Having been told to “bugger off” by the race organiser, we were off. I set off at a fairly good pace, my race plan was to “put some effort in”. I don’t know why but I cannot go fast. My body just resists being pushed on the speed side. It is probably worried it ‘might hurt’ but I just chug along gaily at a steady pace most of the time, for hours. The plan for today was, “try a bit harder than normal”. In fact, I had told myself: try so hard that you feel ill at the end. I have read blogs where fell runners run so hard they vomit in the race, and I feel ashamed that I just jog around and breeze up at the end beaming, saying “that was great, I really enjoyed that”.
It’s just such a great feeling setting off on a long run, knowing you have 5 or 6 hours of this ahead of you, savouring every step, every turn, every new view, warming up and getting into the rhythm. It really is like being on a train with a bit of a thrill of running thrown in.
We run round Blea Wyke Point, and head down to Hayburn Wyke where we leave the Cleveland Way, and head inland. Just after the first check point, a self-clip, I was running across a boggy field, when I heard a man cussing loudly. I laughed thinking he had just got wetter than he expected – I felt a little sheepish when another runner told me he thought the first one had lost his shoe. As I looked back he seemed to be searching for his shoe in the bog, assisted by another so I felt bad.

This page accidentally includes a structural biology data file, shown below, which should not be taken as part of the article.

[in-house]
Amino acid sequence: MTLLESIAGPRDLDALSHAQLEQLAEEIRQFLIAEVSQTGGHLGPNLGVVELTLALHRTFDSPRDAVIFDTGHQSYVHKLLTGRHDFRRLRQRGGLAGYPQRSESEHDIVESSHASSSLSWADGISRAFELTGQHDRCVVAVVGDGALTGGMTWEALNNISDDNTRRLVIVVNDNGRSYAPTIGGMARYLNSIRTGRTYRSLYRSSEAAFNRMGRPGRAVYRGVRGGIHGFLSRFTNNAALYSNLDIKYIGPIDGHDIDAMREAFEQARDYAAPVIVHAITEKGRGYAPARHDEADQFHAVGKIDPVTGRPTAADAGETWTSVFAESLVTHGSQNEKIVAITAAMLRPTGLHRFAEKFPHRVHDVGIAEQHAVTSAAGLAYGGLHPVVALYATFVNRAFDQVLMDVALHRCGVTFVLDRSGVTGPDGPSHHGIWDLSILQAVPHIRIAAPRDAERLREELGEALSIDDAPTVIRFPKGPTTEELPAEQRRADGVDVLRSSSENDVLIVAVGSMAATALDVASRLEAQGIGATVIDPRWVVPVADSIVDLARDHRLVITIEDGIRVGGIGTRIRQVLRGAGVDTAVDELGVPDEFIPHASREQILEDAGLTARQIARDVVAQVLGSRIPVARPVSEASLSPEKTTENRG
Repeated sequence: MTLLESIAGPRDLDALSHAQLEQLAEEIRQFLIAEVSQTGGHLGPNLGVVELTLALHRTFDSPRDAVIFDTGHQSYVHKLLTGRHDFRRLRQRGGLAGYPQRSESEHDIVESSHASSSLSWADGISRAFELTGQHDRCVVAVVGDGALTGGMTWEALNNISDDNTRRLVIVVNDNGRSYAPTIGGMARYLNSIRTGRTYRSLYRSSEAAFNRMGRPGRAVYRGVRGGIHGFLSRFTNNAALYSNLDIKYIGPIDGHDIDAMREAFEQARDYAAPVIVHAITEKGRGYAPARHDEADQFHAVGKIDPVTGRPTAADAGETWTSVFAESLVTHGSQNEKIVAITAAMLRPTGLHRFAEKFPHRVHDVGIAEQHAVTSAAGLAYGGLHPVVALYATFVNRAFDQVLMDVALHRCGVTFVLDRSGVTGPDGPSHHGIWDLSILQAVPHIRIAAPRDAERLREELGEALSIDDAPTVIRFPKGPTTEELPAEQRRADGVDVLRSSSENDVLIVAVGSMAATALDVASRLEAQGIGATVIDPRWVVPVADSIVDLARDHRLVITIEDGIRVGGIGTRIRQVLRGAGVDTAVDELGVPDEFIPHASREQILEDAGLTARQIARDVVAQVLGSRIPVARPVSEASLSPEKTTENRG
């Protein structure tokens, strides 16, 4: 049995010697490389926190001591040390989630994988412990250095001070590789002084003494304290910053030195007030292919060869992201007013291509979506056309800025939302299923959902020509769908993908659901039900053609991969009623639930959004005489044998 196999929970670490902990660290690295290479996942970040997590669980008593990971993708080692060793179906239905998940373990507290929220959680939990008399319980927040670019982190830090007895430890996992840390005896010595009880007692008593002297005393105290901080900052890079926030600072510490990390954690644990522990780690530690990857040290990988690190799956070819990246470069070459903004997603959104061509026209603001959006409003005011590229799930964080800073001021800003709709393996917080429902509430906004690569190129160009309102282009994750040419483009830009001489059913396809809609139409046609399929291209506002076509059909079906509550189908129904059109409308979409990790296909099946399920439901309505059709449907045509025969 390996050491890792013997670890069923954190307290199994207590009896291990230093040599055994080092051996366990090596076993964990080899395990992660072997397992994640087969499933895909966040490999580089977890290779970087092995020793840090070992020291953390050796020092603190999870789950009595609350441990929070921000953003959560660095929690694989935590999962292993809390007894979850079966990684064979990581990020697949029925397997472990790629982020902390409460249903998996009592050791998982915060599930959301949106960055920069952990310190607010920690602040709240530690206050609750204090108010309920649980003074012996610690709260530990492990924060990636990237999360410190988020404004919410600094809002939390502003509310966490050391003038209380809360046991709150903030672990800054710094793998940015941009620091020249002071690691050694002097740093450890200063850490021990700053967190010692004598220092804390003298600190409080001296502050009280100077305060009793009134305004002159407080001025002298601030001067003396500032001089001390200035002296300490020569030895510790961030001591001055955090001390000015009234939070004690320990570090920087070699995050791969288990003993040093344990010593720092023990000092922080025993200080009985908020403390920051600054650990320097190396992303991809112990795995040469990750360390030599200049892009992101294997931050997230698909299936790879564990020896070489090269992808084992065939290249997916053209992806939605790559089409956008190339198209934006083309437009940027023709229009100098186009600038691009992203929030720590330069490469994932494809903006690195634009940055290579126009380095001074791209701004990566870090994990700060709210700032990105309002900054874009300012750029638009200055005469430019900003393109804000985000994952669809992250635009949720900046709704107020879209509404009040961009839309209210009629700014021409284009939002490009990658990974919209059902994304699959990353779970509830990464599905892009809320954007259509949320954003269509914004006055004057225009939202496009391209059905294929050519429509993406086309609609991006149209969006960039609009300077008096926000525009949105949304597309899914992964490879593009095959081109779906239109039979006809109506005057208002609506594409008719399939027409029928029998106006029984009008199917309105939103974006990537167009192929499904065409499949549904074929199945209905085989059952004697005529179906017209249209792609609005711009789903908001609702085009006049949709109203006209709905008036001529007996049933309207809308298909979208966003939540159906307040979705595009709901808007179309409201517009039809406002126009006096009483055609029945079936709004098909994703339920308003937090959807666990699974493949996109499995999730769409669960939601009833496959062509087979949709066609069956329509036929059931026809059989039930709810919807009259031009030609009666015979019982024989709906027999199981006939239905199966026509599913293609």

From here, you turn onto the disused railway, and keep going along that until Whitby. The long stretches along the disused railway could in theory get a bit tedious at times, but I don’t expect entertainment on a 30 mile run. I imagine what it would have been like to travel along that track, on a train and forget I am propelling myself.
Check point 2, having completed the Hayburn Wyke loop, is at the village hall, then trotting off back on the disused railway, this time heading up to Whitby. This stretch of the disused railway is the scene of a previous disaster around 20 years ago when I found myself walking along this stretch, with Tony, in the dark without a torch… it’s a long story.
Check point 3 in Robin Hood’s Bay, food and drink and friendly marshalls. No time for coffee and cake this time. I plough on along the disused railway, still, heading for Whitby. You are treated to glimpses of the sea to your right if you are heading in the right direction. Whitby Abbey comes into view sooner than you think it will and running into Whitby and through the throng of daytrippers and up the 199 steps and through the church yard and onto the coastal path. I don’t think breaking the lucky duck all those years ago mattered after all. This is going so well.